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   Table of Contents     
LETTER TO EDITOR  
Year : 2015  |  Volume : 7  |  Issue : 2  |  Page : 91-92
Evaluation of a rapid antigen detection test for the diagnosis of group-A beta-hemolytic Streptococcus in pharyngotonsillitis


Department of Clinical Microbiology, Christian Medical College and Hospital, Vellore - 632 004, Tamil Nadu, India

Click here for correspondence address and email

Date of Web Publication19-May-2015
 

How to cite this article:
Subashini B, Anandan S, Balaji V. Evaluation of a rapid antigen detection test for the diagnosis of group-A beta-hemolytic Streptococcus in pharyngotonsillitis. J Global Infect Dis 2015;7:91-2

How to cite this URL:
Subashini B, Anandan S, Balaji V. Evaluation of a rapid antigen detection test for the diagnosis of group-A beta-hemolytic Streptococcus in pharyngotonsillitis. J Global Infect Dis [serial online] 2015 [cited 2019 May 21];7:91-2. Available from: http://www.jgid.org/text.asp?2015/7/2/91/154447


Sir,

Among the beta hemolytic Streptococci causing pharyngitis, group-A Streptococcus (Streptococcus pyogenes) is the most common etiological agent affecting children five to fifteen years of age, accounting for 10-30% of the cases in children. [1] In addition, the various infections caused by group-A Streptococcus, post streptococcal non-suppurative sequelae, such as, acute rheumatic fever and glomerulonephritis, are of major concern. [2] In this context, whether or not to treat a patient with suspected group-A Streptococcal pharyngitis on day 1 of the outpatient visit or wait for the culture results is always a dilemma, and poses a diagnostic challenge for the treating physician.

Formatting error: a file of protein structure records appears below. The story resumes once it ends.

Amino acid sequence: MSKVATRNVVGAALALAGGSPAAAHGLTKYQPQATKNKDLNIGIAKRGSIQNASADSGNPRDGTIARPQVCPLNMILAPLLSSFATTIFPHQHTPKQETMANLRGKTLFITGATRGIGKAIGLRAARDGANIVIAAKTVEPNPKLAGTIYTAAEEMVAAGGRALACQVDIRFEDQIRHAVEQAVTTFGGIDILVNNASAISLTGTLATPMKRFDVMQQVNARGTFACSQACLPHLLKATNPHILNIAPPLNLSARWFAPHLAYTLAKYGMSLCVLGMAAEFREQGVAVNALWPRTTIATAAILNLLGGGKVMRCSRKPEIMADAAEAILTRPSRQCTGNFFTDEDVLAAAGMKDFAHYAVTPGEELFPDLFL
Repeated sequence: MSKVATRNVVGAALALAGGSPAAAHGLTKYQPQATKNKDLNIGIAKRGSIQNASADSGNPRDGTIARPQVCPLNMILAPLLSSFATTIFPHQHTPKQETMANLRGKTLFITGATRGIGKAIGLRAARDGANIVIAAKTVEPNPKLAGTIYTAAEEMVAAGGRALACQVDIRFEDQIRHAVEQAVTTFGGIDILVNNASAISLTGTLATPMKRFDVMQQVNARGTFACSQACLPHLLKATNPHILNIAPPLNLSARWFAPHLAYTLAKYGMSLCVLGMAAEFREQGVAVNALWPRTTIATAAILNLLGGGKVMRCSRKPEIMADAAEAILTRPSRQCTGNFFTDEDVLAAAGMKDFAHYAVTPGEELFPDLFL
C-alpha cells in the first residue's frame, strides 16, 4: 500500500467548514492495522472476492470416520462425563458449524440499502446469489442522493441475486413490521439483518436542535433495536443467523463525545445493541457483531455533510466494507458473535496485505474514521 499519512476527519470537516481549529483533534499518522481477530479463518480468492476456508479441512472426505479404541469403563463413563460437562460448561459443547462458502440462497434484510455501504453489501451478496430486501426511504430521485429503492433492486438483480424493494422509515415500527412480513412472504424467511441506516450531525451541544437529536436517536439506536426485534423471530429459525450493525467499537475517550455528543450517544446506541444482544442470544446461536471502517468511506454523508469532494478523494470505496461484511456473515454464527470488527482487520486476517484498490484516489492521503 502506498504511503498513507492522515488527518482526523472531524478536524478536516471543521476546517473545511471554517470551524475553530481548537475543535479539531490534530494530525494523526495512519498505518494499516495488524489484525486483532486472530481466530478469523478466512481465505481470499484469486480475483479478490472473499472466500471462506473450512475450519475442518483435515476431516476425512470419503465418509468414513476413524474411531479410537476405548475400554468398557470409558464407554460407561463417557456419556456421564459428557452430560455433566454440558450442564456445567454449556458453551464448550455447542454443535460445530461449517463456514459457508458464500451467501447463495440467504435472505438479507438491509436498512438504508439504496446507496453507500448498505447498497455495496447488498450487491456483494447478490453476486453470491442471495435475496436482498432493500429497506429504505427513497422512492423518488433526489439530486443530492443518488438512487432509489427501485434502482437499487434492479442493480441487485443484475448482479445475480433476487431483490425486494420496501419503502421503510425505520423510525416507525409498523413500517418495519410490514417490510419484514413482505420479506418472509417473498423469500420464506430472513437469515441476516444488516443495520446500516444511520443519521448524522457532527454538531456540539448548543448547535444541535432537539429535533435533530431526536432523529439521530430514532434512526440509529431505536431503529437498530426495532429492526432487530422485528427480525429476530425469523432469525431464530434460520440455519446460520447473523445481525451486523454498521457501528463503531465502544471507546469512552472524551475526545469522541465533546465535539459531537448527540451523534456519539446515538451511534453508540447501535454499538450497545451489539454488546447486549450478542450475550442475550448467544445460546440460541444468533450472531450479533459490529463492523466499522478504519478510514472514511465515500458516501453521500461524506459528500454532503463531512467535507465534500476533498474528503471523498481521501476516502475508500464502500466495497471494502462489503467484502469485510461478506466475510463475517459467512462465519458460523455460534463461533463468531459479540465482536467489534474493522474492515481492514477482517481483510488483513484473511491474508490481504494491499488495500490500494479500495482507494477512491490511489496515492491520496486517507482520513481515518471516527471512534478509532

Various studies have evaluated the sensitivity and specificity of kits such as STREP A OIA MAX, AbbottTest Pack Plus Strep A, BioStar Strep A OIA, and Strep A OIA, available in the market, to diagnose group-A Streptococcal pharyngitis. One such study is a Korean study, which evaluated the SD Bioline Kit (Yongin, Korea). [3] As there is insufficient information on these rapid kits from India, we carried out this study to evaluate the sensitivity and specificity of the SD Bioline rapid antigen test to detect group-A beta-hemolytic Streptococcus in parallel with throat cultures. This test, which is based on immunochromatography, is a qualitative test for detection of the group-A streptococcal antigen. A total of 111 throat swabs sent to the Clinical Microbiology Department for routine culture were included in the study. The test was performed according to the manufacturer's instructions. Throat swabs for culture were inoculated onto blood agar plates and incubated in a CO2 incubator at 37˚C. Grouping of beta-hemolytic Streptococci was done using the coagglutination technique after the antigen was extracted by the micronitrous acid extraction method.